The Cranky Therapist

This morning I woke up cranky. No clear excuse. The day was gorgeous and everyone I love is healthy. Still I dragged myself out of bed. As I pulled on my running shoes I thought about bailing on the exercise. The mini-therapist in my head wagged her finger and told me that I would feel worse if I didn’t at least walk a mile. As much as I hated it I knew she was right. So I walked. Big f*#cking deal.

Yes, I was that cranky.

It is very hard to admit that I can have days like this, where I am just irritable, sad, feeling low, negative, tired and not worthless, exactly, but not worth-ful either.

I could not think of a damn thing to snap me out of it. What did that say about my therapeutic skills? Therapist heal thyself! Nope. Nothing. The dark mood felt like a fog, or a virus, systemic and without cure.

At breakfast I told my husband:

“I need you to tell me you think I am wonderful.”

Without hesitating he got up, gave me a bone-cracking hug and said, “You are wonderful!” Then,  “What gives? You’ve been acting mopey for days now.” Add mopey to the list.

“I don’t know! If I still got my period I’d say I was PMS-ing!”

He laughed, which only made me more cranky. But the hug helped.

I took a shower. At least I could smell good while I sank into the mire.

When I got around to doing work-related stuff I imagined a sign on my forehead:

Warning: Woke up cranky. Do not expect much. 

That’s probably the best thing I did for myself today, not expect much. While I didn’t push myself I didn’t completely slack off either. The exercise thing is an example. Right now I could be watching television but that would just feed the beast. Writing is better, finding a sympathetic friend or Twitter buddy to converse with, is better. I didn’t stress over finding the cause because, as I tell my patients, sometimes the Why is just a distraction, an excuse to wallow.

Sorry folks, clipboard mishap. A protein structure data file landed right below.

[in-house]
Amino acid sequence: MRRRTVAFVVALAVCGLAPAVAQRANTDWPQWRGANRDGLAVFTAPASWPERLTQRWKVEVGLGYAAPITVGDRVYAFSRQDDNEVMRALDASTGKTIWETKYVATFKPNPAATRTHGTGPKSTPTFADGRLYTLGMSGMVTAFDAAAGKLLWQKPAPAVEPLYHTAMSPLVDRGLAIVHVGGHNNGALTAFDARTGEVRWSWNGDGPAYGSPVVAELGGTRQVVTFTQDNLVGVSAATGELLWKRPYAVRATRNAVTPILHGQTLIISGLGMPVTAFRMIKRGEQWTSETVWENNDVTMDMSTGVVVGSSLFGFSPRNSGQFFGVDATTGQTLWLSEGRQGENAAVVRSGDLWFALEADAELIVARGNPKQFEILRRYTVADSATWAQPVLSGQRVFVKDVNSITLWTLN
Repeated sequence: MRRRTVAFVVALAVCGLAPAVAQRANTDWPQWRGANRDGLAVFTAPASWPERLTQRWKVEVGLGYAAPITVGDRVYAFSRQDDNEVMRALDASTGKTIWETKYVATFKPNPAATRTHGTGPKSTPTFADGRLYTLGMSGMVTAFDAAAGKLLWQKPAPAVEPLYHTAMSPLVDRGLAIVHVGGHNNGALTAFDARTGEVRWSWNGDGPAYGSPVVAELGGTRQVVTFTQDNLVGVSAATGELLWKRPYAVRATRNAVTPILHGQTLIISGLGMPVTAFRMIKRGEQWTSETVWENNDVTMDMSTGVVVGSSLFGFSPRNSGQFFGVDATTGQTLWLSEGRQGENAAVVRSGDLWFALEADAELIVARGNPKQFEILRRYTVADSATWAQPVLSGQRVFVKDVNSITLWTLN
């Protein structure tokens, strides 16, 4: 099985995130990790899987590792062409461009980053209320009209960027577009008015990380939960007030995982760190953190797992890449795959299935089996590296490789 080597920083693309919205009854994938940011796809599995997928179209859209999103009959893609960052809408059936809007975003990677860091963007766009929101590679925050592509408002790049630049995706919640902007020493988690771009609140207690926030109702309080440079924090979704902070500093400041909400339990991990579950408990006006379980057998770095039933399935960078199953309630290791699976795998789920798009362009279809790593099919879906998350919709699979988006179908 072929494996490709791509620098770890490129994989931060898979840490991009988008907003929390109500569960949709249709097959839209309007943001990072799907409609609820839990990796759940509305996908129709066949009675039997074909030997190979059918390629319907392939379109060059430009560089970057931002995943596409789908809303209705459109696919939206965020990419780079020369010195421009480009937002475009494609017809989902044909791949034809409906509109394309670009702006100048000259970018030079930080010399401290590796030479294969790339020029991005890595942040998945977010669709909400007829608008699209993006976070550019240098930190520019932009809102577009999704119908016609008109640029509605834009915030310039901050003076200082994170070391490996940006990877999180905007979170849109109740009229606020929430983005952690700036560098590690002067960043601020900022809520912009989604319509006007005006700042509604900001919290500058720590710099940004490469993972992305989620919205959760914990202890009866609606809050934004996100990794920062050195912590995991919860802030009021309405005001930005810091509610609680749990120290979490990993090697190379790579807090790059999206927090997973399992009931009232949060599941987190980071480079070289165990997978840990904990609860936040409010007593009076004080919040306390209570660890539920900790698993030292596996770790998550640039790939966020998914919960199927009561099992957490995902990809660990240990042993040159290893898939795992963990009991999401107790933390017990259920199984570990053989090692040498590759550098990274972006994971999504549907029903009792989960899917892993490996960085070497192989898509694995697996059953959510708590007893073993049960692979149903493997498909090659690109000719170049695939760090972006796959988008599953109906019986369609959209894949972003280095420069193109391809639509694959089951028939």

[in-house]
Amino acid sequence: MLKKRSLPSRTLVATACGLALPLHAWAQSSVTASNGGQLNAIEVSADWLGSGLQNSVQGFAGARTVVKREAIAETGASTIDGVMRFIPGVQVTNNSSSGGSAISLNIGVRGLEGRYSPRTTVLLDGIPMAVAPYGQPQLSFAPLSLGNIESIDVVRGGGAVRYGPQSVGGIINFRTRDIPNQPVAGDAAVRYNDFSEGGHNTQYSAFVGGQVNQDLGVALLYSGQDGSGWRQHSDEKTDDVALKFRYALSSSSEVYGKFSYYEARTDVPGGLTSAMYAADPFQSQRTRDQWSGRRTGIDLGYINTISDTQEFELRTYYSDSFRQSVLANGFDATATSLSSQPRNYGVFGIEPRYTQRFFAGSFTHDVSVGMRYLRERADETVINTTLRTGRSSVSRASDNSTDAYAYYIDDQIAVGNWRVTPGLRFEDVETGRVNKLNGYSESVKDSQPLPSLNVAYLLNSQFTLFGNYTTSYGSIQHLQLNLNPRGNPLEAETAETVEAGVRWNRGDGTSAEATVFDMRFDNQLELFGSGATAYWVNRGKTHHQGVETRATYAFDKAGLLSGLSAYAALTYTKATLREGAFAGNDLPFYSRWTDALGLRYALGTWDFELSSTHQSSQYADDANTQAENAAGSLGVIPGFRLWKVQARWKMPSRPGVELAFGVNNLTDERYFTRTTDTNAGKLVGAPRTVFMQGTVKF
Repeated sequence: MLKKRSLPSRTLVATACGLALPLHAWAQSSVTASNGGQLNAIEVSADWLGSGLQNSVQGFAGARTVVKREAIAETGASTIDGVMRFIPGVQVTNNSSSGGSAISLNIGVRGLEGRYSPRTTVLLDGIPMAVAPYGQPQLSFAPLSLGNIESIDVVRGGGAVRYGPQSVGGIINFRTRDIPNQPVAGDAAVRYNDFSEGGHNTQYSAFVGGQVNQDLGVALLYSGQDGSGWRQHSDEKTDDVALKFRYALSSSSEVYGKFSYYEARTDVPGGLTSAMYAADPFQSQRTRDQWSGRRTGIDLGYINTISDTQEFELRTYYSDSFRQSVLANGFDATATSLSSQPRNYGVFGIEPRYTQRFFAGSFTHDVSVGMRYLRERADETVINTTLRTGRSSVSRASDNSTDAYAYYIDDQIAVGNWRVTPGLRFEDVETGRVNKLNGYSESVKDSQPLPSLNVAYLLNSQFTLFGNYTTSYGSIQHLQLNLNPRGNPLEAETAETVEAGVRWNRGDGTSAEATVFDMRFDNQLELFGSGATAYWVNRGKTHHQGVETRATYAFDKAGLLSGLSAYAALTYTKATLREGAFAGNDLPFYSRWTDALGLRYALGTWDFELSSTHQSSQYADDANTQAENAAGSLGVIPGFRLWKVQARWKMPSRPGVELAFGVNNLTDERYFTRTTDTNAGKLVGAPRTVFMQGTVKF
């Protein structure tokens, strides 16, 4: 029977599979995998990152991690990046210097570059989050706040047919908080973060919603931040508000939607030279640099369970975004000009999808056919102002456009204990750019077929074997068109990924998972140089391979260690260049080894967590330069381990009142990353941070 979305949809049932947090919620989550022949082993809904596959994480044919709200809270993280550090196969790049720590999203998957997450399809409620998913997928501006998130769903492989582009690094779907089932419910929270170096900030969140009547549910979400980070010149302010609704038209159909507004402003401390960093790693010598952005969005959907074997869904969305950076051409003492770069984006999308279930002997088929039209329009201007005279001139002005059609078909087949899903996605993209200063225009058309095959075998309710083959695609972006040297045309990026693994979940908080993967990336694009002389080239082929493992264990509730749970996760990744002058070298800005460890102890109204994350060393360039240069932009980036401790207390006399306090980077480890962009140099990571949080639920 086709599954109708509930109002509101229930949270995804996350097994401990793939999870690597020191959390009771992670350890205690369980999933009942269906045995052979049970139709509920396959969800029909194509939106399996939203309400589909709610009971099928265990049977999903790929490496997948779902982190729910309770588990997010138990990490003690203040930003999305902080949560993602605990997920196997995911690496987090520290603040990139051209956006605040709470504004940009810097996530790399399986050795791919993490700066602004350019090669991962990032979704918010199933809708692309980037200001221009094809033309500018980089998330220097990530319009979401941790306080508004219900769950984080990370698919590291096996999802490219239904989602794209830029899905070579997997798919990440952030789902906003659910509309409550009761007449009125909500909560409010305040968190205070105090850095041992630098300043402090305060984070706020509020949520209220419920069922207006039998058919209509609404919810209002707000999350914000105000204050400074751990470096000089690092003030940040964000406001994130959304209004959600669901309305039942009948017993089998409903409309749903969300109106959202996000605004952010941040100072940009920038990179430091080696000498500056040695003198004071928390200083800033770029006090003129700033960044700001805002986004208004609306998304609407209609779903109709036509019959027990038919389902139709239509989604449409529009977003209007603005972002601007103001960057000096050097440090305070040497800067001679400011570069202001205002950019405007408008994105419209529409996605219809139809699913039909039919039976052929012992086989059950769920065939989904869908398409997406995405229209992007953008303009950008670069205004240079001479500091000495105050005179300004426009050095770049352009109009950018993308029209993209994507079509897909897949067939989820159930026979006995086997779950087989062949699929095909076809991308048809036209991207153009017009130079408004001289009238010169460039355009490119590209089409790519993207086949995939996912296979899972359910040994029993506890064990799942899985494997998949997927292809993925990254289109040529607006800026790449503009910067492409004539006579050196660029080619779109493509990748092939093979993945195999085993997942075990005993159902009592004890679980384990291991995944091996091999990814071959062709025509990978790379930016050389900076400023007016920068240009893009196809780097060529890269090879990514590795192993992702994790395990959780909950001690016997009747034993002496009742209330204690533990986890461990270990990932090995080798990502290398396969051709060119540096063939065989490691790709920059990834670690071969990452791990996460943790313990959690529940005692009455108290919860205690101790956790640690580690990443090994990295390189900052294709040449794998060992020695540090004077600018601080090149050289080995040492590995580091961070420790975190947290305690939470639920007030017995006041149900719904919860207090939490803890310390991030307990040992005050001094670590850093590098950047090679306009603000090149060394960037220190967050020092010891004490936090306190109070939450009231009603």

Slowly, as the day meandered, the fog began to lift. I realized I was deeply fortunate because despite the black mood I knew in my heart it would not last forever.

The Zen masters tell us to surf the wave of negativity, use the energy to move forward, rather than allow the wave to crush us. One thing (among many it turned out) that was good about today:  It reminded me what depression can feel like for people who really are stuck in it, who are so deep in the pit there is no light coming in, how phenomenally hard it is to break free. That is good thing for a therapist to remember.


  • Hello, Cranky Therapist. Yep, it’s all true. I threatened to murder my kids yesterday, but decided a walk was a better idea. I went and hugged a tree. Then I hugged another, and another. I discovered that on the other side of the park across from the house we’ve just moved into, there’s what can only be described as a Eucalyptus gallery – one of each kind – on lovely green lawn, all pleasingly spaced out and exuding tree-stillness.

    No wonder I was ready to kill my family! In the last month I’ve had the pressures of judging a poetry contest and getting results to the organisers and a website updated before moving house and being without internet, tax return to submit and get money back from just before the move, all details of the move to contend with, new travel arrangements for the youngest son to sort out (not without miscommunications and hijinks and missed days of school), a middle son changing schools, writers group prize giving to help with, a week with two occasions to press the emergency buzzer at work (as in bring the crash cart) and now the husband’s away on retreat and his ordination to the priesthood and 50th birthday party are just next weekend!